Example 9 was repeated but with 3.39 g. of the monomer mixture and 0.11 g. of the yellow pigmented mixture. Curing of the mixture and testing of the physical properties were done as in Example 4.
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|US7750063||21 Dec 2006||6 Jul 2010||Pentron Clinical Technologies, Llc||Dental filling material|
|US7837471||19 Sep 2007||23 Nov 2010||Pentron Clinical Technologies, Llc||Dental filling materials and methods of use|
|US8426491 *||12 May 2008||23 Apr 2013||Dentsply International Inc.||Dental compositions for coating restorations and tooth surfaces|
|US9492360||16 Jan 2007||15 Nov 2016||Pentron Clinical Technologies, Llc||Endodontic post and obturator|
|US20020192617 *||2 May 2002||19 Dec 2002||Align Technology, Inc.||Embedded features and methods of a dental appliance|
|US20030113686 *||24 Oct 2002||19 Jun 2003||Weitao Jia||Root canal filling material|
|US20030198914 *||18 Apr 2002||23 Oct 2003||3M Innovative Properties Company||Orthodontic adhesives and appliances including an adhesive on the base of the appliance|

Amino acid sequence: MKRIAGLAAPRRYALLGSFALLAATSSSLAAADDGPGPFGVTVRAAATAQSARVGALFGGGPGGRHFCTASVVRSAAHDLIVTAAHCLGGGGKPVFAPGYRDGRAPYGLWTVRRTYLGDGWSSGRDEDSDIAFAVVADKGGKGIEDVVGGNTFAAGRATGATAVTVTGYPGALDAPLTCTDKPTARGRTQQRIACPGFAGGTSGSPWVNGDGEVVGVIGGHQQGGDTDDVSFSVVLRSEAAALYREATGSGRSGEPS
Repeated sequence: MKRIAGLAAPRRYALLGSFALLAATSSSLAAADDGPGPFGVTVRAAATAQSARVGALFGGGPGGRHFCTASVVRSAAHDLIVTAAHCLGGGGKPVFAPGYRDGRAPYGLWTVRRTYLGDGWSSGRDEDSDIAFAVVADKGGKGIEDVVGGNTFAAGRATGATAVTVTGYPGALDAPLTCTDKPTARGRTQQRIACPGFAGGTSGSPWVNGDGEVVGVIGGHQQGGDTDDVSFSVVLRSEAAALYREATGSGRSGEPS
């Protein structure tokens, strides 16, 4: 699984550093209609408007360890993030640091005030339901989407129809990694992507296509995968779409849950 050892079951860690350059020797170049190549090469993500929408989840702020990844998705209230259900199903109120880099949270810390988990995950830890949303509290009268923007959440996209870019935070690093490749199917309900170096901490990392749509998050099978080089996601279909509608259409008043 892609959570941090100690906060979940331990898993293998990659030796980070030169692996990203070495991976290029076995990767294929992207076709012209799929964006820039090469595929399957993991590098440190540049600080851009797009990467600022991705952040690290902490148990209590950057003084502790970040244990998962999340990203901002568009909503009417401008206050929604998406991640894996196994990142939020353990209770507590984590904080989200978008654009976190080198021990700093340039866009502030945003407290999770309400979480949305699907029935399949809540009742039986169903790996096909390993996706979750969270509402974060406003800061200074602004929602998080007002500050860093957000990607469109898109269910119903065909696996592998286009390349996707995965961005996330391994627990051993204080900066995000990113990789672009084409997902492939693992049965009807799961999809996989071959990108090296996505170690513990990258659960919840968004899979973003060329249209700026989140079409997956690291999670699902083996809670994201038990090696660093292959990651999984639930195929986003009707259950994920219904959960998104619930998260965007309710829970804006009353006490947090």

|US20040115589 *||13 Dec 2002||17 Jun 2004||Ajit Karmaker||Endodontic obturator|
|US20040152035 *||5 Jan 2004||5 Aug 2004||Axel Bumann||Orthodontic implant system for tooth mobilization|
|US20040265783 *||1 Aug 2003||30 Dec 2004||Ajit Karmaker||Endodontic post and obturating system|
|US20050003328 *||1 Aug 2003||6 Jan 2005||Ajit Karmaker||Endodontic post and obturating system|
|US20050028705 *||6 Aug 2004||10 Feb 2005||Wagh Arun S.||Method and product for phosphosilicate slurry for use in dentistry and related bone cements|
|US20050043490 *||10 Sep 2004||24 Feb 2005||Klee Joachim E.||Polymerizable compounds and compositions|
|US20090030109 *||9 Apr 2008||29 Jan 2009||Hare Robert V||Dental composite restorative material|
|US20090047633 *||12 May 2008||19 Feb 2009||Xin Huo||Dental compositions for coating restorations and tooth surfaces|
|USRE35264 *||15 Dec 1993||4 Jun 1996||Dentsply Research & Development Corp.||Dental adhesive system|
|WO2000038587A1 *||29 Dec 1998||6 Jul 2000||Sigler Michael K||Method and system for applying ornamental jewelry to teeth|
|U.S. Classification||433/220, 433/9, 523/116|
|International Classification||A61K6/00, C09J4/00|
|Cooperative Classification||A61K6/0091, A61K6/0088, C09J4/00|
|European Classification||C09J4/00, A61K6/00B|
|29 Oct 1991||CC||Certificate of correction|
|4 Aug 1992||RF||Reissue application filed|
Effective date: 19920622
|3 Dec 1993||FPAY||Fee payment|
Year of fee payment: 4
|15 Jan 2002||REMI||Maintenance fee reminder mailed|
|26 Jun 2002||LAPS||Lapse for failure to pay maintenance fees|
|20 Aug 2002||FP||Expired due to failure to pay maintenance fee|
Effective date: 20020626